November 6, 2015 will be the day Sprint’s WiMAX goes dark. If you still have an old WiMAX phone or modem, you have until then to find a replacement.
Sprint now owns U.S. Cellular’s spectrum in St. Louis and Chicago and it’s anxious to use it in its networks. It’s giving hundreds of thousands U.S. Cellular customers two to five months to switch.
The seconds are ticking away for the remaining Boost and Nextel customers on Sprint’s iDEN network. This is no lackadaisical retirement. By the end of Sunday, the iDEN system will be one very dead network.
Sprint’s Nextel has always been the king of push-to-talk services, but the king is on its deathbed. AT&T hopes to capitalize on its demise with a new PTT app for its most popular smartphone.
On June 30, the Nextel iDEN service goes offline, sticking Sprint with a heck of a lot of network scrap. Sprint, however, isn’t just throwing it all in a dumpster behind Walmart. It will recycle whatever it can’t use.
Verizon has given a date on when it expects to retire its 2G and 3G networks: 2021. But even that date isn’t hard and fast. According to the company, Verizon will keep them running as long as its customers need them.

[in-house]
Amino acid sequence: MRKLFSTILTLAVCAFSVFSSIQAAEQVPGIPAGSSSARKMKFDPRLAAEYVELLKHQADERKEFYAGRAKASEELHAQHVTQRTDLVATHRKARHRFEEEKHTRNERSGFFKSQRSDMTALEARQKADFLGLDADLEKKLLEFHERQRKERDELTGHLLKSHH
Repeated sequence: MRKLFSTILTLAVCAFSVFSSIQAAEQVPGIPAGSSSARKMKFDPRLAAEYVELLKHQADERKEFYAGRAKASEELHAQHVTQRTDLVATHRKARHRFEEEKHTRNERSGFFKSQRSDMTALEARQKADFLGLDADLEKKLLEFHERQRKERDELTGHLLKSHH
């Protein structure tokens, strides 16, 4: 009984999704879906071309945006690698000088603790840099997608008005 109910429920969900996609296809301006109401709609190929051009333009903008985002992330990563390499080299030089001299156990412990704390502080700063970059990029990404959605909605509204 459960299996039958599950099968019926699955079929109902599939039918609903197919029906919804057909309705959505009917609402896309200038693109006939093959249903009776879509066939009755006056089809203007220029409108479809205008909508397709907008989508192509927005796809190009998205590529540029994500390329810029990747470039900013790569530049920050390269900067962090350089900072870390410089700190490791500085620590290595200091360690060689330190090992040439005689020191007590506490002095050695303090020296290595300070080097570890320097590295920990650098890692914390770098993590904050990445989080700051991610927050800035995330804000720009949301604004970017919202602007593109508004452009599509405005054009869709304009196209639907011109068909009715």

Sprint saw 1 million Nextel and Boost customers kick their phones to the curb in Q2. But Sprint managed to steer 600,000 of those departing subscribers to CDMA contracts or its prepaid brands. Helped by steady iPhone sales and its MVNO business, Sprint managed to grow.
Sprint has officially started the countdown for taking its Nextel iDEN network offline: T minus 13 months and 2 days. Sprint plans to turn off the Nextel network’s key push-to-talk Direct Connect capabilities as soon as June 30, 2013, effectively shutting down all iDEN services.
It looks like we were right about AT&T sunsetting its 2G networks to make way for more mobile broadband capacity. On Wednesday, Ma Bell announced it would ‘refarm’ PCS spectrum in New York City currently used by its GSM voice networks for “3G and 4G” services.
For the last year Sprint has been talking up how it would replace its old Nextel iDEN systems with a shiny new LTE network, but until today it hadn’t revealed when. On Thursday, Sprint network engineering president Steve Elfman provided that critical detail, 2014, FierceWireless reported.